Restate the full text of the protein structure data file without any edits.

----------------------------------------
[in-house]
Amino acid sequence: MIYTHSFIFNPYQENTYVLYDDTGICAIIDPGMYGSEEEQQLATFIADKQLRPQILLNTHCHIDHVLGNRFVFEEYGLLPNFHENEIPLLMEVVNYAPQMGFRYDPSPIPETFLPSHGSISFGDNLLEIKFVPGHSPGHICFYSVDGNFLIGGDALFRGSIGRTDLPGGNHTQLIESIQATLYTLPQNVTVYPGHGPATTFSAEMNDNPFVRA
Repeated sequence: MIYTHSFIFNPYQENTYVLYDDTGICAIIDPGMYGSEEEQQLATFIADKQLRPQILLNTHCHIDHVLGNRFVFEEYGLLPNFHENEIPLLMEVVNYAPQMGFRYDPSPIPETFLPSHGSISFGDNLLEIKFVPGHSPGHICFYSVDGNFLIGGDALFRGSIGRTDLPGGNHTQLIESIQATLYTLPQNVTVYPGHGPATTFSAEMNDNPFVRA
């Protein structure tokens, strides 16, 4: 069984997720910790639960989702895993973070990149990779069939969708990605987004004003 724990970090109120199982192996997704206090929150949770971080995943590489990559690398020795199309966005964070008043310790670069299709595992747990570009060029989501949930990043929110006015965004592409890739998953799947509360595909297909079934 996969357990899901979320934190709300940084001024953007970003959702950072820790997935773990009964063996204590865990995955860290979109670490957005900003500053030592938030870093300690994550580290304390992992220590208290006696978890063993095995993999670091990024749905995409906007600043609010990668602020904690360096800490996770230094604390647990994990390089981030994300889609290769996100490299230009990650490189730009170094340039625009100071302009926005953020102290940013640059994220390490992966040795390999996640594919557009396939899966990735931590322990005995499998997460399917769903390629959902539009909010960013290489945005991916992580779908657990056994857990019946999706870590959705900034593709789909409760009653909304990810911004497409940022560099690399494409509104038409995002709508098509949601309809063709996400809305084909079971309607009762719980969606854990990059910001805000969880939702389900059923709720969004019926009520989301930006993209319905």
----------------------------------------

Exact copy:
[in-house]
Amino acid sequence: MIYTHSFIFNPYQENTYVLYDDTGICAIIDPGMYGSEEEQQLATFIADKQLRPQILLNTHCHIDHVLGNRFVFEEYGLLPNFHENEIPLLMEVVNYAPQMGFRYDPSPIPETFLPSHGSISFGDNLLEIKFVPGHSPGHICFYSVDGNFLIGGDALFRGSIGRTDLPGGNHTQLIESIQATLYTLPQNVTVYPGHGPATTFSAEMNDNPFVRA
Repeated sequence: MIYTHSFIFNPYQENTYVLYDDTGICAIIDPGMYGSEEEQQLATFIADKQLRPQILLNTHCHIDHVLGNRFVFEEYGLLPNFHENEIPLLMEVVNYAPQMGFRYDPSPIPETFLPSHGSISFGDNLLEIKFVPGHSPGHICFYSVDGNFLIGGDALFRGSIGRTDLPGGNHTQLIESIQATLYTLPQNVTVYPGHGPATTFSAEMNDNPFVRA
């Protein structure tokens, strides 16, 4: 069984997720910790639960989702895993973070990149990779069939969708990605987004004003 724990970090109120199982192996997704206090929150949770971080995943590489990559690398020795199309966005964070008043310790670069299709595992747990570009060029989501949930990043929110006015965004592409890739998953799947509360595909297909079934 996969357990899901979320934190709300940084001024953007970003959702950072820790997935773990009964063996204590865990995955860290979109670490957005900003500053030592938030870093300690994550580290304390992992220590208290006696978890063993095995993999670091990024749905995409906007600043609010990668602020904690360096800490996770230094604390647990994990390089981030994300889609290769996100490299230009990650490189730009170094340039625009100071302009926005953020102290940013640059994220390490992966040795390999996640594919557009396939899966990735931590322990005995499998997460399917769903390629959902539009909010960013290489945005991916992580779908657990056994857990019946999706870590959705900034593709789909409760009653909304990810911004497409940022560099690399494409509104038409995002709508098509949601309809063709996400809305084909079971309607009762719980969606854990990059910001805000969880939702389900059923709720969004019926009520989301930006993209319905």